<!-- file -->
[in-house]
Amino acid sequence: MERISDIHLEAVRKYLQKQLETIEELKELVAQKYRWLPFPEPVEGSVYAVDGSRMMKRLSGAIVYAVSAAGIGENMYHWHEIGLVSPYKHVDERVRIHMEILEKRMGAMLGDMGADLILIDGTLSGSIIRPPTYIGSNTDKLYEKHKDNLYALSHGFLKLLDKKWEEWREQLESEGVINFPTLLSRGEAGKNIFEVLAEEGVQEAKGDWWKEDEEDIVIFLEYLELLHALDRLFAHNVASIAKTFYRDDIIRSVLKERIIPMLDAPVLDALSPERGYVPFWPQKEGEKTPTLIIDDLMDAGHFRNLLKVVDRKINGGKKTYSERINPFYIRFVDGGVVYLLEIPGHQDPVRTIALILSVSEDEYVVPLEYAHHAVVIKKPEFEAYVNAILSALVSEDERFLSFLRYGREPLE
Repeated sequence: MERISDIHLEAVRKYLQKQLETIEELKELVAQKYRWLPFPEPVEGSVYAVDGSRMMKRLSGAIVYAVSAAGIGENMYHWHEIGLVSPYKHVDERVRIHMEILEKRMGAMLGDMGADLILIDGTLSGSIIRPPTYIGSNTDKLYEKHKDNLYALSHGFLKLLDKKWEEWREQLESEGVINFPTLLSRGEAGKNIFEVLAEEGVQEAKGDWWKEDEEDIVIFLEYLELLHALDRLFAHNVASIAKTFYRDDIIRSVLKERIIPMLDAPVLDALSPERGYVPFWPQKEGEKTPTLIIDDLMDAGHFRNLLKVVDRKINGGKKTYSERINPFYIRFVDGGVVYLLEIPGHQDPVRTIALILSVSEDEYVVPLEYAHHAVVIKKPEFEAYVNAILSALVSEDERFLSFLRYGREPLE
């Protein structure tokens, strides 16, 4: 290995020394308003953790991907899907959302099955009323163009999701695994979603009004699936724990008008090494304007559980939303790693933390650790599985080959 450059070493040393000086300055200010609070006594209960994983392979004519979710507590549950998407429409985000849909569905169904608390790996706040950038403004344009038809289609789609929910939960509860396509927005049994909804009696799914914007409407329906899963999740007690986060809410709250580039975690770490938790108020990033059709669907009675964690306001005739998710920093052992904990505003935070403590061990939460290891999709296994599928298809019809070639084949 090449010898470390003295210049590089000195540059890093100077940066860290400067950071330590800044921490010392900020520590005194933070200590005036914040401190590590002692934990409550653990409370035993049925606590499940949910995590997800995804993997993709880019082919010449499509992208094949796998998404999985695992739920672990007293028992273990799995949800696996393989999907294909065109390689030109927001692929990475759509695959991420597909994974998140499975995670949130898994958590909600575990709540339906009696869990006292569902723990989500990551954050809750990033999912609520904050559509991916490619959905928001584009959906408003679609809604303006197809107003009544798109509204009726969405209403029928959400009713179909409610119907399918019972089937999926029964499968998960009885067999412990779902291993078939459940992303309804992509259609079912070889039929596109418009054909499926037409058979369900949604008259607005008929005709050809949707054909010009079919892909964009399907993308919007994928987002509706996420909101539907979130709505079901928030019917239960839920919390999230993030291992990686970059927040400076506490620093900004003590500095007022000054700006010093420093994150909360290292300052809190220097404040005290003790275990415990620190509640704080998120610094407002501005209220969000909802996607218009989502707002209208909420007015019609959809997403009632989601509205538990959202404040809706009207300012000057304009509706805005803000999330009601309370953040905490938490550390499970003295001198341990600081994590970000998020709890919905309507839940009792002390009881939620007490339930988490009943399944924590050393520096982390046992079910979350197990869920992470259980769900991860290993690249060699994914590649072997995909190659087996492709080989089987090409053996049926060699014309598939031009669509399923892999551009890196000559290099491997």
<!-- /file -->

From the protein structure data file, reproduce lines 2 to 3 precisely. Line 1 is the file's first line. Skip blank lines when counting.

Amino acid sequence: MERISDIHLEAVRKYLQKQLETIEELKELVAQKYRWLPFPEPVEGSVYAVDGSRMMKRLSGAIVYAVSAAGIGENMYHWHEIGLVSPYKHVDERVRIHMEILEKRMGAMLGDMGADLILIDGTLSGSIIRPPTYIGSNTDKLYEKHKDNLYALSHGFLKLLDKKWEEWREQLESEGVINFPTLLSRGEAGKNIFEVLAEEGVQEAKGDWWKEDEEDIVIFLEYLELLHALDRLFAHNVASIAKTFYRDDIIRSVLKERIIPMLDAPVLDALSPERGYVPFWPQKEGEKTPTLIIDDLMDAGHFRNLLKVVDRKINGGKKTYSERINPFYIRFVDGGVVYLLEIPGHQDPVRTIALILSVSEDEYVVPLEYAHHAVVIKKPEFEAYVNAILSALVSEDERFLSFLRYGREPLE
Repeated sequence: MERISDIHLEAVRKYLQKQLETIEELKELVAQKYRWLPFPEPVEGSVYAVDGSRMMKRLSGAIVYAVSAAGIGENMYHWHEIGLVSPYKHVDERVRIHMEILEKRMGAMLGDMGADLILIDGTLSGSIIRPPTYIGSNTDKLYEKHKDNLYALSHGFLKLLDKKWEEWREQLESEGVINFPTLLSRGEAGKNIFEVLAEEGVQEAKGDWWKEDEEDIVIFLEYLELLHALDRLFAHNVASIAKTFYRDDIIRSVLKERIIPMLDAPVLDALSPERGYVPFWPQKEGEKTPTLIIDDLMDAGHFRNLLKVVDRKINGGKKTYSERINPFYIRFVDGGVVYLLEIPGHQDPVRTIALILSVSEDEYVVPLEYAHHAVVIKKPEFEAYVNAILSALVSEDERFLSFLRYGREPLE